I am Legend
Year Released: 2007
Directed by: Francis Lawrence
Starring: Will Smith, a bunch of zombies and his dog
Production Company: Warner Bros.

Will Smith is a bankable star, if not a likeable one. As Robert Neville, the last man alive in a city full of zombie-like/infected monsters, he carries it well without his brand of off-the-cuff humor we’re so used to in his past roles.
Legend is the cautious tale of tempering with vaccines, and what could happen to the world, should a potential cure for cancer mutate, and turn regular people into night zombie/vampire creatures. Robert Neville is the last infected man alive, lives and faithfully sends out radio transmissions everyday from his base in New York. As flashbacks indicate, the virus outbreak was partly his own responsibility, and he is seemingly immune. Being a military scientist, he conducts experiments to cure the virus, but time is running out as the city is infested with the infected zombies. Pretty cool premise, huh?

Legend didn’t quite fill my movie needs many terms. As a stand alone movie, it falls short in many categories. Director Francis Lawrence takes too long developing the idea that a major metropolitan city as New York has become a deserted wasteland of metal, overrun by weeds and wildlife. I get that, the audience gets that, so why dedicate more than 3/4 of the film to show it? Not exactly the sort of thing you want to continue to show if you want to prove a tired point: in Lawrence’s case, he’s trying to prove to the studios he’s worth signing on for another feature film. Hey, more power to the guy, but the focus should really have been on making the Neville a little more consistent.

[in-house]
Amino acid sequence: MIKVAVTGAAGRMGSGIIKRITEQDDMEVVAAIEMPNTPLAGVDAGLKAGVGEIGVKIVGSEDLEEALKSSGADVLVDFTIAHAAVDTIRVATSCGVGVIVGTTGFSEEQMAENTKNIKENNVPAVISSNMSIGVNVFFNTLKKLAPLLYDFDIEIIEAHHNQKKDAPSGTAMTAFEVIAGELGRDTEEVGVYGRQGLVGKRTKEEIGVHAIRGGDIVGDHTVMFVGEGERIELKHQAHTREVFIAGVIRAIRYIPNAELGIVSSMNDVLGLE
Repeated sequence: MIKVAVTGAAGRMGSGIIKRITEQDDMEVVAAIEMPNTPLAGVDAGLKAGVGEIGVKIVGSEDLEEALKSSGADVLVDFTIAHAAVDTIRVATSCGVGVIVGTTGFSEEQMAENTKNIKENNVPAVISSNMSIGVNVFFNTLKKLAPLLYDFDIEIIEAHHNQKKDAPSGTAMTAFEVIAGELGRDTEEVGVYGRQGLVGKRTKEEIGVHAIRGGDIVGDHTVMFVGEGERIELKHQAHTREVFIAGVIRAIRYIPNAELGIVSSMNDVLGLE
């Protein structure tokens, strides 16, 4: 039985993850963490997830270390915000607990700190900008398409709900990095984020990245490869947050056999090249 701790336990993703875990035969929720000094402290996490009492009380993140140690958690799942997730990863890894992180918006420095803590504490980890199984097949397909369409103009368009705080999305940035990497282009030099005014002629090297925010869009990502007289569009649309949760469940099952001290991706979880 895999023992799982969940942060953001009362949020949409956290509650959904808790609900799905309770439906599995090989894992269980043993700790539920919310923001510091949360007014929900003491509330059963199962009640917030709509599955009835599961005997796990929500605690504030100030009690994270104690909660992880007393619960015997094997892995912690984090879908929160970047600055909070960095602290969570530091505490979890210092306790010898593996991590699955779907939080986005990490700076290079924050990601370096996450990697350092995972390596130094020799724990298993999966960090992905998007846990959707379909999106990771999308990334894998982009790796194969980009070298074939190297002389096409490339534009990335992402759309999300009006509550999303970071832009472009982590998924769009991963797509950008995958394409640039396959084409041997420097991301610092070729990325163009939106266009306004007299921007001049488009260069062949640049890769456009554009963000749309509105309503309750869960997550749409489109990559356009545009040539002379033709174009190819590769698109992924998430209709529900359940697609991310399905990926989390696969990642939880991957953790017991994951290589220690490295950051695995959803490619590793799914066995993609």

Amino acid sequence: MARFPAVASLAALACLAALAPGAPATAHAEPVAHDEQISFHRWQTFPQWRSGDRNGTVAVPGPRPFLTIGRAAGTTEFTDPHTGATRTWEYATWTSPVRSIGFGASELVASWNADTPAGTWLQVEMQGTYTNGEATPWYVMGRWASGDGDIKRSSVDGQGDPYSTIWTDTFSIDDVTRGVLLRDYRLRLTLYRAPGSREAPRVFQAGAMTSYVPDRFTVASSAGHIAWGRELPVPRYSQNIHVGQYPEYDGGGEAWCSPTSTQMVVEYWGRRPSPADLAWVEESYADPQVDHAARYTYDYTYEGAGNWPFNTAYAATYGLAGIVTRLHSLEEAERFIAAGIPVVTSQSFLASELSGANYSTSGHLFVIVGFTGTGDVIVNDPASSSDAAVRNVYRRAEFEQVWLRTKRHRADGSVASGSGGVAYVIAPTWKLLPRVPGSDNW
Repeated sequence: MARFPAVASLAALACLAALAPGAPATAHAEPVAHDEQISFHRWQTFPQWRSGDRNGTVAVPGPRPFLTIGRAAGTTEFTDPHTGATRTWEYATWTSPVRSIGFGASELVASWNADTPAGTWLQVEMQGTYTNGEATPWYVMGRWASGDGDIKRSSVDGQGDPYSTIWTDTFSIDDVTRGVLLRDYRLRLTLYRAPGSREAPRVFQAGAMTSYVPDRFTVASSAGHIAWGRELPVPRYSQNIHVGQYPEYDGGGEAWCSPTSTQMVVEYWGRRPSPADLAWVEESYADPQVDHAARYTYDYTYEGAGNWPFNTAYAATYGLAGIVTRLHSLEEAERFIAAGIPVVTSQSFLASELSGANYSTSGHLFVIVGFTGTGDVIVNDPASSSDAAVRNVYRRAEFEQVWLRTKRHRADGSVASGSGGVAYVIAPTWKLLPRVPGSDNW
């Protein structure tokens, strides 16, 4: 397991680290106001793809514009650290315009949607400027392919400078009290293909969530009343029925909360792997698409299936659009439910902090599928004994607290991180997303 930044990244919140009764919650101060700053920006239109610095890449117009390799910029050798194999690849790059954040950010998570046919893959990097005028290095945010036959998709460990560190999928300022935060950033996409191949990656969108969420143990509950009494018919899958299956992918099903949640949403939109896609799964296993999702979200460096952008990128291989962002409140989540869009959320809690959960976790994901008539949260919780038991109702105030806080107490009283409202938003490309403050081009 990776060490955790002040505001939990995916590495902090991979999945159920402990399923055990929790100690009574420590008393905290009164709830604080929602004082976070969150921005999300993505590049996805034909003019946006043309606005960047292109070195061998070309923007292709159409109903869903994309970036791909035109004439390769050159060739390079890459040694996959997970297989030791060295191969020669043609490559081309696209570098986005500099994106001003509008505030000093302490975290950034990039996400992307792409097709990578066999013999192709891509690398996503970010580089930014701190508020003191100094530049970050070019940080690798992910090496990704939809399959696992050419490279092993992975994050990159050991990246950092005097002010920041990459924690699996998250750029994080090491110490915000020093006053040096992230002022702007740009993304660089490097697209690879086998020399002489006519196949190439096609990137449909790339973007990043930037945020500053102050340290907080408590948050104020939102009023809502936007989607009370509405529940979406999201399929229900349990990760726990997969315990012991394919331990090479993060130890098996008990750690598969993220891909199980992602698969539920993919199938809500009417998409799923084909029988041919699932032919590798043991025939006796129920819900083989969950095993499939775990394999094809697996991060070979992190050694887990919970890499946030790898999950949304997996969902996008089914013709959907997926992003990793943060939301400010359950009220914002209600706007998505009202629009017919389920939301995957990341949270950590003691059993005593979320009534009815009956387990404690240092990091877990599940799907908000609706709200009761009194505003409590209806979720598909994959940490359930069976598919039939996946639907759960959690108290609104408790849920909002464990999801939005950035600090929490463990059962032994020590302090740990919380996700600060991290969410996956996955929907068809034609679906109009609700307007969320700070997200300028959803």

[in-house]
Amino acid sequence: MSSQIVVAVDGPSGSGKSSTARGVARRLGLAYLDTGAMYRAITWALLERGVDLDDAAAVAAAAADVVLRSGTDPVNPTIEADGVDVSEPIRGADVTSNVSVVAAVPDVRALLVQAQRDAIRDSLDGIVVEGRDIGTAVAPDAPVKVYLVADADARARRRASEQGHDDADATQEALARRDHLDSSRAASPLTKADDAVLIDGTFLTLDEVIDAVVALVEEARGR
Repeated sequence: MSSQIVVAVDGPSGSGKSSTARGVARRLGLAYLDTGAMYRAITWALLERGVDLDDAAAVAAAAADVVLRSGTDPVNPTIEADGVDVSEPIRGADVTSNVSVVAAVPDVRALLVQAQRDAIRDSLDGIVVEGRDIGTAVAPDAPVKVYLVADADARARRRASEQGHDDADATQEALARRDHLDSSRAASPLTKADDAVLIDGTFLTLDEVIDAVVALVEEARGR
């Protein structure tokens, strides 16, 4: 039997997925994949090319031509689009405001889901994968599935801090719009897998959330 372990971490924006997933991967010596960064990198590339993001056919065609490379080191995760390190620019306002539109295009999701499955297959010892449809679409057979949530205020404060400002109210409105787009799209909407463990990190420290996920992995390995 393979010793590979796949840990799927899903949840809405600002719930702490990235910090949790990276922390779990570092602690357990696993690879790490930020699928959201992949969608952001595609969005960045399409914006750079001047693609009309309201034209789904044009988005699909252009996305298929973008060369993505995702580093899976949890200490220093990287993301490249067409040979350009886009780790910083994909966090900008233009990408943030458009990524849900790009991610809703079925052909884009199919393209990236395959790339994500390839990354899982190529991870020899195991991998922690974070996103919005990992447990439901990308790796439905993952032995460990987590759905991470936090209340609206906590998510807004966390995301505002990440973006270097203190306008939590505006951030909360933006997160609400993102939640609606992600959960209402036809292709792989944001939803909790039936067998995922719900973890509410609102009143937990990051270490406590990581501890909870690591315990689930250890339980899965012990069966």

I remember when I am Legend was being developed by Ridley Scott, and Arnold Schwarzenegger was attached as Robert Neville. Man, those were exciting days; an A-list star and a powerhouse director. Unfortunately, it all fell apart due to overblown budgets, and this project went into development hell for more than 15 years. The names alone would have attracted me, and a master filmmaker like Scott would have been able to put the focus on the characters (ie. Matchstick men, or to a greater extend: any of his tent-pole movies) with the background as a supporting tool.

As a remake, the film is good. As a stand alone movie, it’s a half hour too short, and there’s not enough directions this film could have gone. Some characters are created but not introduced; which leads to clumsy relationships. Hopefully that doesn’t spoil too much. I could only take so much of Smith talking to himself and going through the same flashbacks, of non-zombified New York.

There’s also a HUGE inconsistency in how these movie monsters work as well: Neville, an army scientist records for us his findings: apparently these creatures are without any sort of proper thought process, only feeding on whatever ‘clean’ blood they find. All the actions of these creatures makes this statement true: they’re mindless zoned out creatures with lightning fast speed, only looking to feed in the night because the sunlight burns their skin.

This totally undermines the entire premise of the film for me. First, they introduce the ground rules, then break them to create tension. It’s an utterly worthless gesture that only serves to confuse the audience, and tack on the next stupid move for Smith’s Character: revenge. He’s only been alone, being ever so careful for the last three years as the last man: and he does something totally out of character and completely reckless.

If you want flashy visuals with no moral conundrums, by all means see I am Legend. If you want a movie that will make you think about consequences: check out Children of Men.

6 out of 10